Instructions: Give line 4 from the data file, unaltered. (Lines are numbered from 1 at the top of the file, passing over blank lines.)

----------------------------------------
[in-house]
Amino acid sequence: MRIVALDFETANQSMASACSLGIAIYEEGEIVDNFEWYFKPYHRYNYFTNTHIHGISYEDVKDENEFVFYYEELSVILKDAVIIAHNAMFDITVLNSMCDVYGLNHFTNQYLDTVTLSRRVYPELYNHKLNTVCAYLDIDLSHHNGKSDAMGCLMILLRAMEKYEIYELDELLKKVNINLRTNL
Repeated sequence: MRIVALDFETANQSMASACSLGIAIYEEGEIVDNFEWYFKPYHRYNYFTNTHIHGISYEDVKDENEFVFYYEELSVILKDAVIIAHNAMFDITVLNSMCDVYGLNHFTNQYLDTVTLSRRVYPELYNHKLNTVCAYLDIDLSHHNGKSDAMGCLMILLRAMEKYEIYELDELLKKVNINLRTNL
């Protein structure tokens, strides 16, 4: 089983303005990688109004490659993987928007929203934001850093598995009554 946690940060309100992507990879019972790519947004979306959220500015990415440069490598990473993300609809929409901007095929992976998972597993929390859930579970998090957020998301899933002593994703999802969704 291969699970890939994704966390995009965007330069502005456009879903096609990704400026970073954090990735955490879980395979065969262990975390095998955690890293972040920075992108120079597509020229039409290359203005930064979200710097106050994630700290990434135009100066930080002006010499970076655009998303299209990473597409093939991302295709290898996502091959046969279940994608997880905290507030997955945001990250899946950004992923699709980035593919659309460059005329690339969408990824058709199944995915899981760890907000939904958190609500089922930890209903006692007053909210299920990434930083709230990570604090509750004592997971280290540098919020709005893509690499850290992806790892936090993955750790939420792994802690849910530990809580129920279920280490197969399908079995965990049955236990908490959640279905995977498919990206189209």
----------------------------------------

């Protein structure tokens, strides 16, 4: 089983303005990688109004490659993987928007929203934001850093598995009554 946690940060309100992507990879019972790519947004979306959220500015990415440069490598990473993300609809929409901007095929992976998972597993929390859930579970998090957020998301899933002593994703999802969704 291969699970890939994704966390995009965007330069502005456009879903096609990704400026970073954090990735955490879980395979065969262990975390095998955690890293972040920075992108120079597509020229039409290359203005930064979200710097106050994630700290990434135009100066930080002006010499970076655009998303299209990473597409093939991302295709290898996502091959046969279940994608997880905290507030997955945001990250899946950004992923699709980035593919659309460059005329690339969408990824058709199944995915899981760890907000939904958190609500089922930890209903006692007053909210299920990434930083709230990570604090509750004592997971280290540098919020709005893509690499850290992806790892936090993955750790939420792994802690849910530990809580129920279920280490197969399908079995965990049955236990908490959640279905995977498919990206189209």